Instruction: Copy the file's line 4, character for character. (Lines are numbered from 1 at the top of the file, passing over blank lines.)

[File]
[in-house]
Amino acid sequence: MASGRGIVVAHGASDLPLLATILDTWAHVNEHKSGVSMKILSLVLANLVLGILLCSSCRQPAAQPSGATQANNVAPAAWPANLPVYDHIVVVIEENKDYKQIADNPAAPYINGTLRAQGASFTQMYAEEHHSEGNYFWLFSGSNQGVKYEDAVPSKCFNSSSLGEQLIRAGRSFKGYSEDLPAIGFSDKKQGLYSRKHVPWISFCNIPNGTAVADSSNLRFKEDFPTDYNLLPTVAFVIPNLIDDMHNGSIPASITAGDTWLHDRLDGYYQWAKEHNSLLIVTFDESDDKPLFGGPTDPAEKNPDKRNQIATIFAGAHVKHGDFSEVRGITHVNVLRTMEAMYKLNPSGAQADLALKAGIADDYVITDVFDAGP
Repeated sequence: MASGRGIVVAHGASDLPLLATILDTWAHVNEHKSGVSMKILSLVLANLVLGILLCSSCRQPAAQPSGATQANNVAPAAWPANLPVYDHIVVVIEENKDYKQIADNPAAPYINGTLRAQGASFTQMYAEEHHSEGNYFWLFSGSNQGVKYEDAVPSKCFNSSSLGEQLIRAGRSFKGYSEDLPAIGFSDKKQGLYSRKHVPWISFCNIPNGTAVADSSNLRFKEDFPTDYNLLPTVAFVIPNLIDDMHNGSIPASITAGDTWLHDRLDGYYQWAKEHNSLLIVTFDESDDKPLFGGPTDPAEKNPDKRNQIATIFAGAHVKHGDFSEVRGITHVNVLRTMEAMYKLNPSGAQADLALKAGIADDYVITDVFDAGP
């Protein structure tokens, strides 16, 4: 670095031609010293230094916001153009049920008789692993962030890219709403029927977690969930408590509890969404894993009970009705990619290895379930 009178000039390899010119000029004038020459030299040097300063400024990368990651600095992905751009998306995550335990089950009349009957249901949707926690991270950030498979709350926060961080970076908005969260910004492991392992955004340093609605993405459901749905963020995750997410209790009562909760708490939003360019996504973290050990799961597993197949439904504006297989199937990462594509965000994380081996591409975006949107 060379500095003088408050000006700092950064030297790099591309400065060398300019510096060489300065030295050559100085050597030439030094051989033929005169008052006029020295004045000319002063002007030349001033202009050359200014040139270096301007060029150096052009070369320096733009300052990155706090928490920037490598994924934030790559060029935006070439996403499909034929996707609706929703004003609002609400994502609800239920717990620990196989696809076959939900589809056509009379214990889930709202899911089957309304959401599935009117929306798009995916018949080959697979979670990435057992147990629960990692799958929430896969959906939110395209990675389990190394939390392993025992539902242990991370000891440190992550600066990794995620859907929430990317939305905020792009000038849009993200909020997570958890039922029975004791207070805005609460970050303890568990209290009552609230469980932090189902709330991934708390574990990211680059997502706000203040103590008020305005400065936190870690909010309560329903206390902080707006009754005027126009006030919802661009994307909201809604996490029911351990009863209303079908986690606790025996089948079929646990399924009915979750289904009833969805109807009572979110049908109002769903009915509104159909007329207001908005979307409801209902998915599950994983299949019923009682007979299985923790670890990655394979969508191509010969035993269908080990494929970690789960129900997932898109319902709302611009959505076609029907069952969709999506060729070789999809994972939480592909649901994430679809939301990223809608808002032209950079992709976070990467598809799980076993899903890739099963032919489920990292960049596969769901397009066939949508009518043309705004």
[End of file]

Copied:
């Protein structure tokens, strides 16, 4: 670095031609010293230094916001153009049920008789692993962030890219709403029927977690969930408590509890969404894993009970009705990619290895379930 009178000039390899010119000029004038020459030299040097300063400024990368990651600095992905751009998306995550335990089950009349009957249901949707926690991270950030498979709350926060961080970076908005969260910004492991392992955004340093609605993405459901749905963020995750997410209790009562909760708490939003360019996504973290050990799961597993197949439904504006297989199937990462594509965000994380081996591409975006949107 060379500095003088408050000006700092950064030297790099591309400065060398300019510096060489300065030295050559100085050597030439030094051989033929005169008052006029020295004045000319002063002007030349001033202009050359200014040139270096301007060029150096052009070369320096733009300052990155706090928490920037490598994924934030790559060029935006070439996403499909034929996707609706929703004003609002609400994502609800239920717990620990196989696809076959939900589809056509009379214990889930709202899911089957309304959401599935009117929306798009995916018949080959697979979670990435057992147990629960990692799958929430896969959906939110395209990675389990190394939390392993025992539902242990991370000891440190992550600066990794995620859907929430990317939305905020792009000038849009993200909020997570958890039922029975004791207070805005609460970050303890568990209290009552609230469980932090189902709330991934708390574990990211680059997502706000203040103590008020305005400065936190870690909010309560329903206390902080707006009754005027126009006030919802661009994307909201809604996490029911351990009863209303079908986690606790025996089948079929646990399924009915979750289904009833969805109807009572979110049908109002769903009915509104159909007329207001908005979307409801209902998915599950994983299949019923009682007979299985923790670890990655394979969508191509010969035993269908080990494929970690789960129900997932898109319902709302611009959505076609029907069952969709999506060729070789999809994972939480592909649901994430679809939301990223809608808002032209950079992709976070990467598809799980076993899903890739099963032919489920990292960049596969769901397009066939949508009518043309705004």